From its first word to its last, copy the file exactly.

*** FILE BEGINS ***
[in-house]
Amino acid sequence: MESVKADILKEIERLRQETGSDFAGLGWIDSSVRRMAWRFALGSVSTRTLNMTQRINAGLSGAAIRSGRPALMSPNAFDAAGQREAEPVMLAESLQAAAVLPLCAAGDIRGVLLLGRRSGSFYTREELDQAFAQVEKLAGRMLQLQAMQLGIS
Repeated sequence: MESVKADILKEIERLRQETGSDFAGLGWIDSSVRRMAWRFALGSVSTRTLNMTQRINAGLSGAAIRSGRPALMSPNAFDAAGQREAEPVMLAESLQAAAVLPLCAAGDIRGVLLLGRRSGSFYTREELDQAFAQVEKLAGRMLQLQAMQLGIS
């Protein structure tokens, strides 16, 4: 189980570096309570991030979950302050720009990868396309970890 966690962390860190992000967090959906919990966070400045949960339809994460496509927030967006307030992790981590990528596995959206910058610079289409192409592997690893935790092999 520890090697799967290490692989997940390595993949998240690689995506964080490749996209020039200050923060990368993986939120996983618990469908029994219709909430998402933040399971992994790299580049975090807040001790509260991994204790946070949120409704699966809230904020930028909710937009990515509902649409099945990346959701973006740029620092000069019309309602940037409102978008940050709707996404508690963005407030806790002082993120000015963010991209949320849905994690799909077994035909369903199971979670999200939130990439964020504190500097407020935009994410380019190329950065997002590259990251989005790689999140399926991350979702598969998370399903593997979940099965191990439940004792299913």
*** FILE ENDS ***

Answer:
[in-house]
Amino acid sequence: MESVKADILKEIERLRQETGSDFAGLGWIDSSVRRMAWRFALGSVSTRTLNMTQRINAGLSGAAIRSGRPALMSPNAFDAAGQREAEPVMLAESLQAAAVLPLCAAGDIRGVLLLGRRSGSFYTREELDQAFAQVEKLAGRMLQLQAMQLGIS
Repeated sequence: MESVKADILKEIERLRQETGSDFAGLGWIDSSVRRMAWRFALGSVSTRTLNMTQRINAGLSGAAIRSGRPALMSPNAFDAAGQREAEPVMLAESLQAAAVLPLCAAGDIRGVLLLGRRSGSFYTREELDQAFAQVEKLAGRMLQLQAMQLGIS
């Protein structure tokens, strides 16, 4: 189980570096309570991030979950302050720009990868396309970890 966690962390860190992000967090959906919990966070400045949960339809994460496509927030967006307030992790981590990528596995959206910058610079289409192409592997690893935790092999 520890090697799967290490692989997940390595993949998240690689995506964080490749996209020039200050923060990368993986939120996983618990469908029994219709909430998402933040399971992994790299580049975090807040001790509260991994204790946070949120409704699966809230904020930028909710937009990515509902649409099945990346959701973006740029620092000069019309309602940037409102978008940050709707996404508690963005407030806790002082993120000015963010991209949320849905994690799909077994035909369903199971979670999200939130990439964020504190500097407020935009994410380019190329950065997002590259990251989005790689999140399926991350979702598969998370399903593997979940099965191990439940004792299913």